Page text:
The Melghat region of India is known for its high rates of child malnutrition. In response to this challenge, World Vision India devised an innovative technique for change, not only targeting attitude and behavior, but also aiming to address the source of the problem, with … a cooking contest!
Marina and Vjollca grew up on opposite sides of the Serbian-Albanian conflict. Now, as co-workers with World Vision, they've become friends. Together, they're working to break down the barriers between their cultures and to change the mentality of the next generation through World Vision's summer camps.
I wanted to explore the friendships forming between the two groups of the new generation. It seemed the best place to do this was from the inside, so attending one of World Vision’s summer camps was a good place to start.
October 31 used to mean more than candy and costumes. Many cultures celebrated summer’s end — marking the close of the harvest season as the world transitioned into the darker, colder half of the year.
Today in the United States, most of our food is available year-round, with the exception of certain seasonal produce. But in many nations, farmers still rely on the seasons and a good harvest for their family’s survival and income for the entire year. World Vision works with farmers such as Morm Sem in Cambodia to help them increase their productivity.
World Vision writer Kari Costanza contrasts the life of her son, Nicholas, with the life of a young man she met in Tanzania, named Nikolaus. Both college-aged, her son Nicholas is in college pursuing his dreams; Nikolaus and his family are struggling to have hope for the future.
Find out how World Vision's programs will soon offer Nikolaus that hope.
Join us in celebrating World Food Day today!
Tran Thi Mui, a young mother in rural Vietnam, was sad to learn that her first child, Vu Viet Ha, was malnourished. Child malnutrition can lead to reduced mental and physical development as children grow. Aware of this danger, Mui was determined to change her daughter’s situation by continuing to participate in her nutrition club supported by World Vision.
“Every morning when my brother used to get ready for school, I used to cry over my fate,” Sabra, now 14, remembers. She would ask herself, “Why am I a girl? I used to think that if I had been a boy then I would have been blessed with the most precious gift in the world – education.”
Peggy King, a child sponsor since 1986, included World Vision in her estate plan so she can continue helping her sponsored children and others like them -- even after she’s gone. This is her story.
In India, there is a long-standing tradition that women serve men and maintain the home. Many drop out of school; some never venture outside their homes at all.
Through World Vision training programs, women like Jyoti and Khadija receive training in tailoring as well as sewing machines, empowering them to open their own tailor shops and inspire the next generation.
As an event coordinator with the World Vision Experience, Kristin McGunnigle tours the country, bringing World Vision's work around the world directly to you. Beginning with the Step into Africa exhibit four years ago, this year she has been coordinating the latest rendition of the Experience: Kisongo Trek.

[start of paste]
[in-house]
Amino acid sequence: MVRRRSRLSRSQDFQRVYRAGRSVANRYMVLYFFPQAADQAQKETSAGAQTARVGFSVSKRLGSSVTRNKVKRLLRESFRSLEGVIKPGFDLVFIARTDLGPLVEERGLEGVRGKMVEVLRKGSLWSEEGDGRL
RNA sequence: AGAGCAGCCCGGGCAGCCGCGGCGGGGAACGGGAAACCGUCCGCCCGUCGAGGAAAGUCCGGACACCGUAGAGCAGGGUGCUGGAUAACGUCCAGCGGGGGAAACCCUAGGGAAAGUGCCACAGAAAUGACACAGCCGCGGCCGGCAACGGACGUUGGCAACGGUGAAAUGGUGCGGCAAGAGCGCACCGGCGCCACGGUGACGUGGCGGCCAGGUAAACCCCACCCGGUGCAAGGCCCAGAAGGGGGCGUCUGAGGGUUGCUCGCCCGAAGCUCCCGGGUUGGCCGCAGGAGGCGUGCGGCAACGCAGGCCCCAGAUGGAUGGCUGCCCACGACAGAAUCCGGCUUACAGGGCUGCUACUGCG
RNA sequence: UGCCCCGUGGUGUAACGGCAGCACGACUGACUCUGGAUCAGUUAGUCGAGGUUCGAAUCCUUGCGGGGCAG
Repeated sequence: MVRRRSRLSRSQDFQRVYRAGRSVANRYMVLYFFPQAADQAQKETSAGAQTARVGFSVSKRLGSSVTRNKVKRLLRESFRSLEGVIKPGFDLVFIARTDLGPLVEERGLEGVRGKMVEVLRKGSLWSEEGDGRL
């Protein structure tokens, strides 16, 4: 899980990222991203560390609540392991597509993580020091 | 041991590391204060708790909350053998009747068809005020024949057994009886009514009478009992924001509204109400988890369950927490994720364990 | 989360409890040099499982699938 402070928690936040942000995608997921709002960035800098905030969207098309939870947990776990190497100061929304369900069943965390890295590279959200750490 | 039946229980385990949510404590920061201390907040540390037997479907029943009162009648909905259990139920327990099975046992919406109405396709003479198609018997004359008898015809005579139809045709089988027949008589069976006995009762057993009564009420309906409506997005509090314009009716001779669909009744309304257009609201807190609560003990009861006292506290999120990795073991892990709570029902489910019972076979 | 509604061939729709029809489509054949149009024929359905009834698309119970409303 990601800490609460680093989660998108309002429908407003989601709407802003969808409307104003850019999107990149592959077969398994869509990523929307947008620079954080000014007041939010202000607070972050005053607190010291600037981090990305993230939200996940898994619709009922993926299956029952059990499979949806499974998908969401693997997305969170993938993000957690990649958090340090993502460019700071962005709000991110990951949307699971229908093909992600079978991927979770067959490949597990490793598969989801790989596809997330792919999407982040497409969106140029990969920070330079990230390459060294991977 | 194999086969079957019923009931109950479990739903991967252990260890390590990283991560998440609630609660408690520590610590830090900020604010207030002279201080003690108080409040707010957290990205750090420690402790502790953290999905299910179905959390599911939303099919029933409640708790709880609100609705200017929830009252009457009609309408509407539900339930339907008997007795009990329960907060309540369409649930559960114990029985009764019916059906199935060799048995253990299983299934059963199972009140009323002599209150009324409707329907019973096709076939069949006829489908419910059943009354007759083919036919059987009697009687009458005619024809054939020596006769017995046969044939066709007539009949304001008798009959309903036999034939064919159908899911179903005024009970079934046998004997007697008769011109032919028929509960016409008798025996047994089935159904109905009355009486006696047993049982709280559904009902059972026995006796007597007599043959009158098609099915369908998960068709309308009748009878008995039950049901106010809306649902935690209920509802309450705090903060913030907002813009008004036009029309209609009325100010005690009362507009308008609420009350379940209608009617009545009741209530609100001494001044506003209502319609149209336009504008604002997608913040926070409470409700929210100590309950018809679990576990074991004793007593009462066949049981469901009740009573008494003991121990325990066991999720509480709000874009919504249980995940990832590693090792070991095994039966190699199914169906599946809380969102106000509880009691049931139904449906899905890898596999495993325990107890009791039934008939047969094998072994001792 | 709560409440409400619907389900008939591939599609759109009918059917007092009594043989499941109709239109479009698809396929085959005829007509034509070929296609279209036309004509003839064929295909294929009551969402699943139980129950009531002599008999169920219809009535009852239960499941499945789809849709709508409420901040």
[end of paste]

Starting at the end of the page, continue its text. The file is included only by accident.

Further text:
Today, she shares her own thoughts on that project.
Today's story comes from southern Ethiopia, one of the best coffee-growing regions in the world! Through a World Vision training and fair trade program, coffee grower Tesfaye now brings in enough income to support his family and send his children to school, giving them hope for the future.
Cars and shoppers usually fill the parking lot of Red Apple Market, a bustling grocery store in Seattle’s Central District. But with school starting in less than two weeks, a crowd spreads over the asphalt on a balmy Saturday for a different reason.
After being at World Vision for over 27 years, you start to think you’ve seen it all. But every trip to the field is unique. I took a team of four other people to Tanzania last December to film the new World Vision Experience: Kisongo Trek, and it was life-changing.
In a classroom, when a teacher combines musical knowledge, passion, and patience with a group of children thrilled by music, the results are extraordinary.
This is what is happening in Escolarte, a World Vision school of music and art in Sabana Perdida, in the Dominican Republic, where 40 children between the ages of 5 and 8 attend musical education classes.
Life in the Indian village of Mawlyngot used to revolve around the brewery, which led many toward alcoholism. Now, through a World Vision initiative, the villagers plant and harvest tea instead -- bringing about a therapeutic transformation for everyone.
For Jonalyn and her family, the dangers of local Filipino mythology -- which tells of monsters that steal children away during the night -- are real. Now, through World Vision, they are able to sleep soundly at night, knowing their house is safe.
José Barron, 22, began volunteering two days a week at the World Vision Storehouse in Fife, Washington, two years ago.
“I like volunteering here because I notice that I love working with people,” José says. “I love my job. Coming here has changed my life.”
John Iwasaki, senior writer for World Vision's U.S. Programs, tells the story of Rita Lujan, a cancer survivor who struggles to make ends meet for her family. With the help of World Vision food kits, Rita is standing strong: "God doesn't give you more than you can chew."